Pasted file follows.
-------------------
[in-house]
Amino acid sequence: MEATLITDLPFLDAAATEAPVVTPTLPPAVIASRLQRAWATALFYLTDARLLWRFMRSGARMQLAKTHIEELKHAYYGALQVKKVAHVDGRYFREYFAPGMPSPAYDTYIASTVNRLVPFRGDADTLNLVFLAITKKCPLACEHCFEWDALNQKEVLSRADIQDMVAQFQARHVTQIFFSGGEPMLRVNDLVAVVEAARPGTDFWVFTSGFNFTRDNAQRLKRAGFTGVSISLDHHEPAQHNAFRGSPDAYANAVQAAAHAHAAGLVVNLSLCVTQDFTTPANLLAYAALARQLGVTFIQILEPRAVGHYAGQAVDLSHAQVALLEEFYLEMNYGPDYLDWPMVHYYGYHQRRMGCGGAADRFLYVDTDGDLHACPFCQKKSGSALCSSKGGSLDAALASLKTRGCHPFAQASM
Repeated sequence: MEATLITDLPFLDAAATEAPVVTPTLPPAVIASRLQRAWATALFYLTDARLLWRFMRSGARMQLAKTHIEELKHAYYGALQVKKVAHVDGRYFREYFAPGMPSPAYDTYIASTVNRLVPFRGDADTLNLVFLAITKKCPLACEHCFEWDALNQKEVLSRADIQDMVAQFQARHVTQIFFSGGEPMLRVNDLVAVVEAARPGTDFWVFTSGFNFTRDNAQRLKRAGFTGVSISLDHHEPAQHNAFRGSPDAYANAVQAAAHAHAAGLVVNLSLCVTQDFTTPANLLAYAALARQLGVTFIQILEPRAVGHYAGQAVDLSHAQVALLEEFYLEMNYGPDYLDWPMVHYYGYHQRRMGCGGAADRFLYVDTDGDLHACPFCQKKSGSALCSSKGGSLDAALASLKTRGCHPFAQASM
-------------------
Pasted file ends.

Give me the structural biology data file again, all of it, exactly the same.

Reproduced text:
[in-house]
Amino acid sequence: MEATLITDLPFLDAAATEAPVVTPTLPPAVIASRLQRAWATALFYLTDARLLWRFMRSGARMQLAKTHIEELKHAYYGALQVKKVAHVDGRYFREYFAPGMPSPAYDTYIASTVNRLVPFRGDADTLNLVFLAITKKCPLACEHCFEWDALNQKEVLSRADIQDMVAQFQARHVTQIFFSGGEPMLRVNDLVAVVEAARPGTDFWVFTSGFNFTRDNAQRLKRAGFTGVSISLDHHEPAQHNAFRGSPDAYANAVQAAAHAHAAGLVVNLSLCVTQDFTTPANLLAYAALARQLGVTFIQILEPRAVGHYAGQAVDLSHAQVALLEEFYLEMNYGPDYLDWPMVHYYGYHQRRMGCGGAADRFLYVDTDGDLHACPFCQKKSGSALCSSKGGSLDAALASLKTRGCHPFAQASM
Repeated sequence: MEATLITDLPFLDAAATEAPVVTPTLPPAVIASRLQRAWATALFYLTDARLLWRFMRSGARMQLAKTHIEELKHAYYGALQVKKVAHVDGRYFREYFAPGMPSPAYDTYIASTVNRLVPFRGDADTLNLVFLAITKKCPLACEHCFEWDALNQKEVLSRADIQDMVAQFQARHVTQIFFSGGEPMLRVNDLVAVVEAARPGTDFWVFTSGFNFTRDNAQRLKRAGFTGVSISLDHHEPAQHNAFRGSPDAYANAVQAAAHAHAAGLVVNLSLCVTQDFTTPANLLAYAALARQLGVTFIQILEPRAVGHYAGQAVDLSHAQVALLEEFYLEMNYGPDYLDWPMVHYYGYHQRRMGCGGAADRFLYVDTDGDLHACPFCQKKSGSALCSSKGGSLDAALASLKTRGCHPFAQASM